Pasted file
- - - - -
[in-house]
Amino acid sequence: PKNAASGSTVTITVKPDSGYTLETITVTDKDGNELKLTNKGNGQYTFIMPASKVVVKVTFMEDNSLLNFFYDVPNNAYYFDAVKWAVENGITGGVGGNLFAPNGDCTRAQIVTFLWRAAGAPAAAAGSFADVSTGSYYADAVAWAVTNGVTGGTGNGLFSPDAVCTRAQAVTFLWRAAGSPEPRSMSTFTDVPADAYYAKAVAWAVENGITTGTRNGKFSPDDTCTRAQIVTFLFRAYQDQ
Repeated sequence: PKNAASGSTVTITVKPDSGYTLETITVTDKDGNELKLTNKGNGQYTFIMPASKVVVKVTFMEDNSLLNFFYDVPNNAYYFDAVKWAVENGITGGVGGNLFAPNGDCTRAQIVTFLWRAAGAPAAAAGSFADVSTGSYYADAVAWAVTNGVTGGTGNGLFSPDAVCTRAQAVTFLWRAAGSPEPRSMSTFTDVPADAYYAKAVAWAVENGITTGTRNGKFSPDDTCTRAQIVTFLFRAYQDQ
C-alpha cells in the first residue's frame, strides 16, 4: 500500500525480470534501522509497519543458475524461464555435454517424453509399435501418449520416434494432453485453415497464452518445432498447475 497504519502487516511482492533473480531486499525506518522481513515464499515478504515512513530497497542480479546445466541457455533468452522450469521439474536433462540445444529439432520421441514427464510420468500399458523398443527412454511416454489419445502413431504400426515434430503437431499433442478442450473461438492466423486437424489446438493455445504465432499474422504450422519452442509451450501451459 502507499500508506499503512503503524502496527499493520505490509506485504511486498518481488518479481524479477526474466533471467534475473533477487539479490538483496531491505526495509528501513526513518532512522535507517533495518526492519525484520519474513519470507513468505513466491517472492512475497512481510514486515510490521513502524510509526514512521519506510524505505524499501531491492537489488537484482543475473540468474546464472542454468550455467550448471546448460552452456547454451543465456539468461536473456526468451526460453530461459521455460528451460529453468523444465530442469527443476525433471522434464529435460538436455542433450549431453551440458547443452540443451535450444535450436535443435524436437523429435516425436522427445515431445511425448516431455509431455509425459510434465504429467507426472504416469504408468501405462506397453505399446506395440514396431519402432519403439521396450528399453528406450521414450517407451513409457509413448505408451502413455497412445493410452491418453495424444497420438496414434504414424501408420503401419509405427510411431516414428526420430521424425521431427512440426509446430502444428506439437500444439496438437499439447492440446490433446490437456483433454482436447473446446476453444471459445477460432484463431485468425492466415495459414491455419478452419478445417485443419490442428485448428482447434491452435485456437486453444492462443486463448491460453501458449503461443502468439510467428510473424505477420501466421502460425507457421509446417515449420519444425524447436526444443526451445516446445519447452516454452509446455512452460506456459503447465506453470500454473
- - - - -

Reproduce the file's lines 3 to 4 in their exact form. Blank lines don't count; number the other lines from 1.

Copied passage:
Repeated sequence: PKNAASGSTVTITVKPDSGYTLETITVTDKDGNELKLTNKGNGQYTFIMPASKVVVKVTFMEDNSLLNFFYDVPNNAYYFDAVKWAVENGITGGVGGNLFAPNGDCTRAQIVTFLWRAAGAPAAAAGSFADVSTGSYYADAVAWAVTNGVTGGTGNGLFSPDAVCTRAQAVTFLWRAAGSPEPRSMSTFTDVPADAYYAKAVAWAVENGITTGTRNGKFSPDDTCTRAQIVTFLFRAYQDQ
C-alpha cells in the first residue's frame, strides 16, 4: 500500500525480470534501522509497519543458475524461464555435454517424453509399435501418449520416434494432453485453415497464452518445432498447475 497504519502487516511482492533473480531486499525506518522481513515464499515478504515512513530497497542480479546445466541457455533468452522450469521439474536433462540445444529439432520421441514427464510420468500399458523398443527412454511416454489419445502413431504400426515434430503437431499433442478442450473461438492466423486437424489446438493455445504465432499474422504450422519452442509451450501451459 502507499500508506499503512503503524502496527499493520505490509506485504511486498518481488518479481524479477526474466533471467534475473533477487539479490538483496531491505526495509528501513526513518532512522535507517533495518526492519525484520519474513519470507513468505513466491517472492512475497512481510514486515510490521513502524510509526514512521519506510524505505524499501531491492537489488537484482543475473540468474546464472542454468550455467550448471546448460552452456547454451543465456539468461536473456526468451526460453530461459521455460528451460529453468523444465530442469527443476525433471522434464529435460538436455542433450549431453551440458547443452540443451535450444535450436535443435524436437523429435516425436522427445515431445511425448516431455509431455509425459510434465504429467507426472504416469504408468501405462506397453505399446506395440514396431519402432519403439521396450528399453528406450521414450517407451513409457509413448505408451502413455497412445493410452491418453495424444497420438496414434504414424501408420503401419509405427510411431516414428526420430521424425521431427512440426509446430502444428506439437500444439496438437499439447492440446490433446490437456483433454482436447473446446476453444471459445477460432484463431485468425492466415495459414491455419478452419478445417485443419490442428485448428482447434491452435485456437486453444492462443486463448491460453501458449503461443502468439510467428510473424505477420501466421502460425507457421509446417515449420519444425524447436526444443526451445516446445519447452516454452509446455512452460506456459503447465506453470500454473